China’s exports rose for the third consecutive month in August, eclipsing an extended fall in imports, as more of its trading partners relaxed coronavirus lockdowns in a further boost to the recovery in the world’s second-biggest economy.
Exports in August rose a solid 9.5% from a year earlier, customs data showed on Monday, marking the strongest gain since March 2019. The figure also beat analysts’ expectations for 7.1% growth and compared with a 7.2% increase in July.
Imports however slumped 2.1%, compared with market expectations for a 0.1% increase and extending a 1.4% fall in July.
The strong exports suggest a faster and more balanced recovery for the Chinese economy, which is rebounding from a record first-quarter slump thanks largely to domestic stimulus measures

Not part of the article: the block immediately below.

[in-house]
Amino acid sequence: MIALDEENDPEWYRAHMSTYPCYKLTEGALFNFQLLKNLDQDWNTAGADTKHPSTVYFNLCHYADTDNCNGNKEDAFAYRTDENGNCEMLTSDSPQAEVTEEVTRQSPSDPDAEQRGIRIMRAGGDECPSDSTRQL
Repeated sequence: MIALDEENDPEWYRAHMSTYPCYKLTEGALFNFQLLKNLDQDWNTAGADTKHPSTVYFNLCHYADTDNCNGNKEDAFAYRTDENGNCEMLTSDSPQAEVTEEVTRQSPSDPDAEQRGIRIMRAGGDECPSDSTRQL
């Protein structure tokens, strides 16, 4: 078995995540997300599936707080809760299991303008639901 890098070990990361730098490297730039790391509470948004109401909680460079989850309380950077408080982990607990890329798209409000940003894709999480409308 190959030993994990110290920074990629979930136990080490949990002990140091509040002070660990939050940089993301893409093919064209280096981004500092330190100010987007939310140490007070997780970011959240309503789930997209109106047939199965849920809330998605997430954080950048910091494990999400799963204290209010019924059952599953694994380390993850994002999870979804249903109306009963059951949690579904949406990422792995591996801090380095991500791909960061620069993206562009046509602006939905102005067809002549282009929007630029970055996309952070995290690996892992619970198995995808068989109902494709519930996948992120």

“China’s exports continue to defy expectations and to grow significantly faster than global trade, thus gaining global market share,” said Louis Kuijs of Oxford Economics.
A private survey on manufacturing activity last week showed Chinese factories reported the first increase in new export orders this year in August as overseas demand slowly revives. The pick-up in business also led to a further expansion in production, marking the sharpest gain in almost a decade.